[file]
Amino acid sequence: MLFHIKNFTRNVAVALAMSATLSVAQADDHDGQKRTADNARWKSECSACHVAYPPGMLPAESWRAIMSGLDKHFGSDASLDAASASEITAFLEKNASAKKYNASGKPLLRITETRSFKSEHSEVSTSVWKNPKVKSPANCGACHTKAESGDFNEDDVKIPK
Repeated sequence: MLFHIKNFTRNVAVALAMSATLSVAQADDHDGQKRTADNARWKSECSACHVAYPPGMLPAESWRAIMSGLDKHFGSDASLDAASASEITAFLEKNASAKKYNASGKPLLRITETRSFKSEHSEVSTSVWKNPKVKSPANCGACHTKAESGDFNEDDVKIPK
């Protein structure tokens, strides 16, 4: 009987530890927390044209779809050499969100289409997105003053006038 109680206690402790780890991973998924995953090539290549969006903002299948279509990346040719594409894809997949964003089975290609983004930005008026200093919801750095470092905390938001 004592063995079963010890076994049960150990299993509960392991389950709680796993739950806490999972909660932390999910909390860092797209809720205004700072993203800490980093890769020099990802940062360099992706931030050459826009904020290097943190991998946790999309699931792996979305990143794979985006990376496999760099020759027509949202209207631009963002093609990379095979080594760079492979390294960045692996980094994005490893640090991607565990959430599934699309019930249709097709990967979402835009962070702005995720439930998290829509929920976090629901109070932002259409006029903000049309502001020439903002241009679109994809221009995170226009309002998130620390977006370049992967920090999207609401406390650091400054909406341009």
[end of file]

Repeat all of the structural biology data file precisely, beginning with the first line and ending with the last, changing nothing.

Amino acid sequence: MLFHIKNFTRNVAVALAMSATLSVAQADDHDGQKRTADNARWKSECSACHVAYPPGMLPAESWRAIMSGLDKHFGSDASLDAASASEITAFLEKNASAKKYNASGKPLLRITETRSFKSEHSEVSTSVWKNPKVKSPANCGACHTKAESGDFNEDDVKIPK
Repeated sequence: MLFHIKNFTRNVAVALAMSATLSVAQADDHDGQKRTADNARWKSECSACHVAYPPGMLPAESWRAIMSGLDKHFGSDASLDAASASEITAFLEKNASAKKYNASGKPLLRITETRSFKSEHSEVSTSVWKNPKVKSPANCGACHTKAESGDFNEDDVKIPK
């Protein structure tokens, strides 16, 4: 009987530890927390044209779809050499969100289409997105003053006038 109680206690402790780890991973998924995953090539290549969006903002299948279509990346040719594409894809997949964003089975290609983004930005008026200093919801750095470092905390938001 004592063995079963010890076994049960150990299993509960392991389950709680796993739950806490999972909660932390999910909390860092797209809720205004700072993203800490980093890769020099990802940062360099992706931030050459826009904020290097943190991998946790999309699931792996979305990143794979985006990376496999760099020759027509949202209207631009963002093609990379095979080594760079492979390294960045692996980094994005490893640090991607565990959430599934699309019930249709097709990967979402835009962070702005995720439930998290829509929920976090629901109070932002259409006029903000049309502001020439903002241009679109994809221009995170226009309002998130620390977006370049992967920090999207609401406390650091400054909406341009």